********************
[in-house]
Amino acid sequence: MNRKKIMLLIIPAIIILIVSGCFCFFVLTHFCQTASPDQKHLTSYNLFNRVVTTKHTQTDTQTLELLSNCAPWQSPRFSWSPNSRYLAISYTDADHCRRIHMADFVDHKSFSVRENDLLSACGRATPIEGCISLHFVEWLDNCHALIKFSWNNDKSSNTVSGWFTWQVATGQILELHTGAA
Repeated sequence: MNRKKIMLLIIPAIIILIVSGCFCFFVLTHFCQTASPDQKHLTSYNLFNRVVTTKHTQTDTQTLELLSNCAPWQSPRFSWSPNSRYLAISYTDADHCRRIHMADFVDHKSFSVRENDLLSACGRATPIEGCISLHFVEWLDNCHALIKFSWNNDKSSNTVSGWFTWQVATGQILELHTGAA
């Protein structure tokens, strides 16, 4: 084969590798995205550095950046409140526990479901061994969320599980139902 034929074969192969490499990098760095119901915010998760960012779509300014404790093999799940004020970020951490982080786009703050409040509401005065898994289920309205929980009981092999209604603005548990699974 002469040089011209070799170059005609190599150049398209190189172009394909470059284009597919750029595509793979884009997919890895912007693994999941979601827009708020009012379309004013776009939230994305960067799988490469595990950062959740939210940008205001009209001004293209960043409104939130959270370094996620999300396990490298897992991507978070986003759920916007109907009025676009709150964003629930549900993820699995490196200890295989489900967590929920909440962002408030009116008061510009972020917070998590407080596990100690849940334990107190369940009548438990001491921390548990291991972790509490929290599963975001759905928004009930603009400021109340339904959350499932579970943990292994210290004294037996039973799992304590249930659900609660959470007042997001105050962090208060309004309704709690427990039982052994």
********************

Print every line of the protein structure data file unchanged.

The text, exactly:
[in-house]
Amino acid sequence: MNRKKIMLLIIPAIIILIVSGCFCFFVLTHFCQTASPDQKHLTSYNLFNRVVTTKHTQTDTQTLELLSNCAPWQSPRFSWSPNSRYLAISYTDADHCRRIHMADFVDHKSFSVRENDLLSACGRATPIEGCISLHFVEWLDNCHALIKFSWNNDKSSNTVSGWFTWQVATGQILELHTGAA
Repeated sequence: MNRKKIMLLIIPAIIILIVSGCFCFFVLTHFCQTASPDQKHLTSYNLFNRVVTTKHTQTDTQTLELLSNCAPWQSPRFSWSPNSRYLAISYTDADHCRRIHMADFVDHKSFSVRENDLLSACGRATPIEGCISLHFVEWLDNCHALIKFSWNNDKSSNTVSGWFTWQVATGQILELHTGAA
């Protein structure tokens, strides 16, 4: 084969590798995205550095950046409140526990479901061994969320599980139902 034929074969192969490499990098760095119901915010998760960012779509300014404790093999799940004020970020951490982080786009703050409040509401005065898994289920309205929980009981092999209604603005548990699974 002469040089011209070799170059005609190599150049398209190189172009394909470059284009597919750029595509793979884009997919890895912007693994999941979601827009708020009012379309004013776009939230994305960067799988490469595990950062959740939210940008205001009209001004293209960043409104939130959270370094996620999300396990490298897992991507978070986003759920916007109907009025676009709150964003629930549900993820699995490196200890295989489900967590929920909440962002408030009116008061510009972020917070998590407080596990100690849940334990107190369940009548438990001491921390548990291991972790509490929290599963975001759905928004009930603009400021109340339904959350499932579970943990292994210290004294037996039973799992304590249930659900609660959470007042997001105050962090208060309004309704709690427990039982052994």